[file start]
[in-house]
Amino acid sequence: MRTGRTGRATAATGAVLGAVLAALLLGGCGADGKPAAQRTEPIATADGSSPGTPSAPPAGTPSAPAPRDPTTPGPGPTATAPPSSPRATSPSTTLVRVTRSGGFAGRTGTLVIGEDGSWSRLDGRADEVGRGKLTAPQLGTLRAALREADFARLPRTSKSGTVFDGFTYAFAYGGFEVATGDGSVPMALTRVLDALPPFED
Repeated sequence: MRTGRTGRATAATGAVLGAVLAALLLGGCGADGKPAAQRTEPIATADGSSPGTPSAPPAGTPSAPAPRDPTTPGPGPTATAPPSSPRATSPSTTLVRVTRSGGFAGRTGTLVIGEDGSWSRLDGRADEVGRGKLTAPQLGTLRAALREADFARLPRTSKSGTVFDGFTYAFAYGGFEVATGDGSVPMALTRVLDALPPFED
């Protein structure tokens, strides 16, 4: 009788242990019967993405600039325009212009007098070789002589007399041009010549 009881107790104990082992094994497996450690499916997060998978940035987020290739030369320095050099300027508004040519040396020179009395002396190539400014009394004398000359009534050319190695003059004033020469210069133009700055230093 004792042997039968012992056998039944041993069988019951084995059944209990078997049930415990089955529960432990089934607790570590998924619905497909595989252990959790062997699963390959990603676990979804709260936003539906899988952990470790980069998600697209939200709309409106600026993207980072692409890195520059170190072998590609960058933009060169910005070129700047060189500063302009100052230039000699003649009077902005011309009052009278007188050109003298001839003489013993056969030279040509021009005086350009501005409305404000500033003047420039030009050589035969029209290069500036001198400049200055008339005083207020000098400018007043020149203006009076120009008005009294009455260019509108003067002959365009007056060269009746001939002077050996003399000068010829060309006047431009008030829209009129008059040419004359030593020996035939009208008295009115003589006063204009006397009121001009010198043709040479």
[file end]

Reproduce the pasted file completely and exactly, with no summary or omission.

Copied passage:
[in-house]
Amino acid sequence: MRTGRTGRATAATGAVLGAVLAALLLGGCGADGKPAAQRTEPIATADGSSPGTPSAPPAGTPSAPAPRDPTTPGPGPTATAPPSSPRATSPSTTLVRVTRSGGFAGRTGTLVIGEDGSWSRLDGRADEVGRGKLTAPQLGTLRAALREADFARLPRTSKSGTVFDGFTYAFAYGGFEVATGDGSVPMALTRVLDALPPFED
Repeated sequence: MRTGRTGRATAATGAVLGAVLAALLLGGCGADGKPAAQRTEPIATADGSSPGTPSAPPAGTPSAPAPRDPTTPGPGPTATAPPSSPRATSPSTTLVRVTRSGGFAGRTGTLVIGEDGSWSRLDGRADEVGRGKLTAPQLGTLRAALREADFARLPRTSKSGTVFDGFTYAFAYGGFEVATGDGSVPMALTRVLDALPPFED
């Protein structure tokens, strides 16, 4: 009788242990019967993405600039325009212009007098070789002589007399041009010549 009881107790104990082992094994497996450690499916997060998978940035987020290739030369320095050099300027508004040519040396020179009395002396190539400014009394004398000359009534050319190695003059004033020469210069133009700055230093 004792042997039968012992056998039944041993069988019951084995059944209990078997049930415990089955529960432990089934607790570590998924619905497909595989252990959790062997699963390959990603676990979804709260936003539906899988952990470790980069998600697209939200709309409106600026993207980072692409890195520059170190072998590609960058933009060169910005070129700047060189500063302009100052230039000699003649009077902005011309009052009278007188050109003298001839003489013993056969030279040509021009005086350009501005409305404000500033003047420039030009050589035969029209290069500036001198400049200055008339005083207020000098400018007043020149203006009076120009008005009294009455260019509108003067002959365009007056060269009746001939002077050996003399000068010829060309006047431009008030829209009129008059040419004359030593020996035939009208008295009115003589006063204009006397009121001009010198043709040479």